Tea With Mussolini: The Culture Club
Sep 12, 2001 (Updated Feb 6, 2006)
Review by Sheila Calabrese
Rated a Very Helpful Review
Plot Details: This opinion reveals major details about the movie's plot.
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This semi-autobiographical story by Italian Director Franco Zeffirelli (Romeo and Juliet), is a highly entertaining account of the shift of Florence in the late 1930's and early 1940's from a haven for art and culture, to a haven for the Fascist Movement.
The story begins with the introduction of the members of the Scorpioni, an English/American ladies' society, known for their biting wit. They are celebrating the memory of the deceased poets, Elizabeth Barrett Browning and Robert Browning in the cemetery in Florence where they are buried.
The matriarch of the society, Aunt Hester (Maggie Smith), is the widow of the British Ambassador to Italy. She is a brash, arrogant woman who brags about once having had tea with Benito Mussolini, whom she holds in high esteem. The second member, Mary Wallace (Joan Plowright), is a warm, kind-hearted matron, who is the secretary to an Italian Merchant. She is given the task of looking after his illegitimate son, Luca, when his mother dies. The other members are Arabella (Judi Dench), an off-beat, but strong willed expert in art restoration, and Georgie (Lily Tomlin) a fiercely loyal lesbian archaeologist. Other "fringe" members include an American journalist and critic Constance and Elsa, an ostentatious art collector, whom Aunt Hester dislikes because of her tacky style and lack of sophistication.
These ladies lead a comfortable lifestyle, where their biggest concerns are the preservation of art and culture, and collectively caring for young Luca. Elsa, who was a close friend of Luca's mother, sets up a trust fund for his education, and he is sent off to Austria.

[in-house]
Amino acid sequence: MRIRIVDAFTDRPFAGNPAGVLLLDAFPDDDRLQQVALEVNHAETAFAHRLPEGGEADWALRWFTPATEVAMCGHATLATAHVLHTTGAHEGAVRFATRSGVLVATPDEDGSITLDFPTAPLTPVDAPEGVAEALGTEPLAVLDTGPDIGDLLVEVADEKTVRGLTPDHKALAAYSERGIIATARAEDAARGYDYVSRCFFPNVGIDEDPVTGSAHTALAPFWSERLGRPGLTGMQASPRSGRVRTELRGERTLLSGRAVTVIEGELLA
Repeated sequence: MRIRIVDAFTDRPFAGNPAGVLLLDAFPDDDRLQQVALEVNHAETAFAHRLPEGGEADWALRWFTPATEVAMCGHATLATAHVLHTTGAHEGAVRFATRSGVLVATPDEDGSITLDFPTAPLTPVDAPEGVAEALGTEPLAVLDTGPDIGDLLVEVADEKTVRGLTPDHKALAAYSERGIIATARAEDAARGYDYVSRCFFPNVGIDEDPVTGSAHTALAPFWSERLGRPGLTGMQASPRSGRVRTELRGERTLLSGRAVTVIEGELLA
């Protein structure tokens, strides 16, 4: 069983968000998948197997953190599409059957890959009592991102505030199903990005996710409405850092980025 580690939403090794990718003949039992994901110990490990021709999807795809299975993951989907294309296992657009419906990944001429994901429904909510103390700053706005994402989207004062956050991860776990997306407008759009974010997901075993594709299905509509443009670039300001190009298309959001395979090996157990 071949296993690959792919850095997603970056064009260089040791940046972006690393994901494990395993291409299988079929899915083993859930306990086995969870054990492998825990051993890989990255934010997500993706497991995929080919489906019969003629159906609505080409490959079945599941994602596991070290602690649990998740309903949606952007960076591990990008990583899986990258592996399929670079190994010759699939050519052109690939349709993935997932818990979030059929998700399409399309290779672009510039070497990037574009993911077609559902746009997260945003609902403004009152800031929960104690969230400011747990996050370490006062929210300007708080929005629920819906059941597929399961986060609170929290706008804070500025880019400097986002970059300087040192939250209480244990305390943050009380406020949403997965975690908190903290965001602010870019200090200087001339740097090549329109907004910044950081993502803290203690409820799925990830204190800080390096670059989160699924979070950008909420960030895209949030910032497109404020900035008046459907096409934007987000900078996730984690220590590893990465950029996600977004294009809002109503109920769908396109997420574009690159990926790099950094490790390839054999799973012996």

When rumors of the Italians and Americans joining the war begin to circulate, Aunt Hester makes a personal visit to Mussolini in Rome, to gain assurance that the Scorpioni will be protected in the event that Italy enters the war. After being given his assurance, she is shocked when they are forcibly transported to a Tuscan village in the Italian countryside and housed in a gutted building with no conveniences or privacy.
Luca returns to Italy just as the ladies are being exiled. Now a young man, he becomes infatuated with Elsa. She teases him endlessly, and employs him as a messenger to deliver passports to fellow Jews trapped in Italy. She is also the secret patron of the Scorpioni, financing their transfer to more civilized quarters in a hotel. Aunt Hester, assumes that it is her hero, Mussolini, who is their benefactor.
The turning point of the movie occurs when the ladies are told that they must flee Italy or face grave danger. Aunt Hester declares that they have "diplomatic immunity" promised by Mussolini. However, this belief is shattered when they barely escape execution at the hands of the Fascists.
In the meantime, Elsa has been swindled out of her fortune by a deceitful lover and attorney. He has set a trap to have her turned over to the Fascists with the other Jews.
When Aunt Hester learns of Elsa's generosity to the ladies, she arranges for her escape. This is Luca's coming of age, when he risks his life to ensure Elsa's safety despite his broken heart.
Although this is a wonderfully engaging film, with remarkable performances by a wonderful cast, particularly, Cher as the indomitable Elsa, the plot line is a bit too contrived in the end. It is a bit of a stretch to see the ladies' blatant rebelliousness against the Fascist soldiers and authorities considering their vulnerable position.
The coming of age story of Luca (Baird Wallace) is poignantly touching, and the boldness and convictions of the ladies' to preserve their pre-war art and culture is quietly noble. However, it is the richness of the setting, the panoramic views of Florence and the Italian countryside, the inspired acting, and the realism of the world at war, that gives this lovely film it's excitement, and makes it a joy to be savored.
Viewing Format: VHS
Video Occasion: Good for a Rainy Day
Suitability For Children: Suitable for Children Age 13 and Older
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